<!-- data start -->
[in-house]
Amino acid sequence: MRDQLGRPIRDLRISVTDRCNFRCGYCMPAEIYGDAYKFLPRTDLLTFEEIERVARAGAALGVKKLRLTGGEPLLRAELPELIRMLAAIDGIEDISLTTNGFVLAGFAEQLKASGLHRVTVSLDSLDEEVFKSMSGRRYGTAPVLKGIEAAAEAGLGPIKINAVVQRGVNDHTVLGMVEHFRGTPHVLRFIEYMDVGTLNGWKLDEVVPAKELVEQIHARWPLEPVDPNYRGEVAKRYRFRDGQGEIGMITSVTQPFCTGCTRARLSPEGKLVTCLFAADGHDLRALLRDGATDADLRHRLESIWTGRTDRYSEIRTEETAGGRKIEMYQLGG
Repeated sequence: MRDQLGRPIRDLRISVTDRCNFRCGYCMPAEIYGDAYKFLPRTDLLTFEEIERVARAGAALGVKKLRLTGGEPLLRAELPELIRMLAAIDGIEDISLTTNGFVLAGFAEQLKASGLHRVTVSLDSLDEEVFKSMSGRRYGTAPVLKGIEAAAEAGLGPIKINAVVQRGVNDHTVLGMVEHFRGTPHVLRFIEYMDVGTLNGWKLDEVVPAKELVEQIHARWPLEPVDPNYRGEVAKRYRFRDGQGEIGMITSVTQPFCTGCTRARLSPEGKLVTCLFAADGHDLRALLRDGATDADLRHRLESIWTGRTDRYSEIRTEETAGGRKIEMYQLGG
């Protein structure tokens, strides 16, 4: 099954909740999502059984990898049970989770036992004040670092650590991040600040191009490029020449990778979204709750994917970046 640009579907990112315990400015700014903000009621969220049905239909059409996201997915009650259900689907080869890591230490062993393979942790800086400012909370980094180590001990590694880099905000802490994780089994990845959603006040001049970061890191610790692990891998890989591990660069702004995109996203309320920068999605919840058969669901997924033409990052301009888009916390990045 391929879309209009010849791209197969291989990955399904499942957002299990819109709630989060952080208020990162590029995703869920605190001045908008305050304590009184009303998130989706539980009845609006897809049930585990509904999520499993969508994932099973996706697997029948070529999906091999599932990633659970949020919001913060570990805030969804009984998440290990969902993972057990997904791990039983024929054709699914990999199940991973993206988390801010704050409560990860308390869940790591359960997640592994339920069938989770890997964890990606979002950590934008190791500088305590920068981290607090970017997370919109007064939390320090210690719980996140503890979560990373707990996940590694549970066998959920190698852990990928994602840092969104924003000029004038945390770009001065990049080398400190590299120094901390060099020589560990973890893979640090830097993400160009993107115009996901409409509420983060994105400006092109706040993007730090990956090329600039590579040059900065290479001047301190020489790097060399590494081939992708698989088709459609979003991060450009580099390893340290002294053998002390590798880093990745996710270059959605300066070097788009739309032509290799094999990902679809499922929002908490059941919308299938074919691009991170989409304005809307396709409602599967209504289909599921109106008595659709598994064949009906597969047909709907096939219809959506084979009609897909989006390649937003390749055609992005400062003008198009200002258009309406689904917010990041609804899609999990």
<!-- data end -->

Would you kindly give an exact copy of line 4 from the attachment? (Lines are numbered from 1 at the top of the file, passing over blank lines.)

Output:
């Protein structure tokens, strides 16, 4: 099954909740999502059984990898049970989770036992004040670092650590991040600040191009490029020449990778979204709750994917970046 640009579907990112315990400015700014903000009621969220049905239909059409996201997915009650259900689907080869890591230490062993393979942790800086400012909370980094180590001990590694880099905000802490994780089994990845959603006040001049970061890191610790692990891998890989591990660069702004995109996203309320920068999605919840058969669901997924033409990052301009888009916390990045 391929879309209009010849791209197969291989990955399904499942957002299990819109709630989060952080208020990162590029995703869920605190001045908008305050304590009184009303998130989706539980009845609006897809049930585990509904999520499993969508994932099973996706697997029948070529999906091999599932990633659970949020919001913060570990805030969804009984998440290990969902993972057990997904791990039983024929054709699914990999199940991973993206988390801010704050409560990860308390869940790591359960997640592994339920069938989770890997964890990606979002950590934008190791500088305590920068981290607090970017997370919109007064939390320090210690719980996140503890979560990373707990996940590694549970066998959920190698852990990928994602840092969104924003000029004038945390770009001065990049080398400190590299120094901390060099020589560990973890893979640090830097993400160009993107115009996901409409509420983060994105400006092109706040993007730090990956090329600039590579040059900065290479001047301190020489790097060399590494081939992708698989088709459609979003991060450009580099390893340290002294053998002390590798880093990745996710270059959605300066070097788009739309032509290799094999990902679809499922929002908490059941919308299938074919691009991170989409304005809307396709409602599967209504289909599921109106008595659709598994064949009906597969047909709907096939219809959506084979009609897909989006390649937003390749055609992005400062003008198009200002258009309406689904917010990041609804899609999990």